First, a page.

by Dr. Rick Brinkman

C-suite executives spend 40% of their workweek in meetings, according to The Wall Street JournalHarvard Business Review found that 15 percent of an organization’s total collective time is spent in meetings. Just how much of that time is effective depends largely on how the meeting is run — but top managers and CEOs don’t get there by wasting their company’s time. They use strategies that maximize productivity, minimize frustration, and end with people motivated and happy. And that approach can increase people’s productive work time by a full 20 percent.

If you want to turn a meeting from a potential obstacle to a catalyst, here’s a useful approach: think of the meeting as an airline flight. Imagine the people at meetings as passengers on a plane, trapped together in a confined space for a period of time. Consider what could happen to mar the outcome: take-off is delayed, the flight path strays off course, the airplane hits turbulence delay. The result could be a bumpy ride that lands too late for passengers to make their connecting flights — or next meetings.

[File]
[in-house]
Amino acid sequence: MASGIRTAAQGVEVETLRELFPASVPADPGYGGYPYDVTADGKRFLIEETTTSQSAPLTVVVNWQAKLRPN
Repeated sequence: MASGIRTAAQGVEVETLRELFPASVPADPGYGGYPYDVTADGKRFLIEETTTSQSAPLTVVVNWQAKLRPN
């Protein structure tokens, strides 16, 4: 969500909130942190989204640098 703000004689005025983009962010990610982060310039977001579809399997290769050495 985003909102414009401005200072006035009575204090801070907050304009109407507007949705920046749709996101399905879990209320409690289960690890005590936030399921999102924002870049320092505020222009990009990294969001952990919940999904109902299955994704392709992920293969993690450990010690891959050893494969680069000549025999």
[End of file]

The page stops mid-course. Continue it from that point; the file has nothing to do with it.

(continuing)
As a leader, here are five effective strategies for taking the meeting from beginning to end — and coming to a safe and productive landing. I call it the Meeting Jet Process: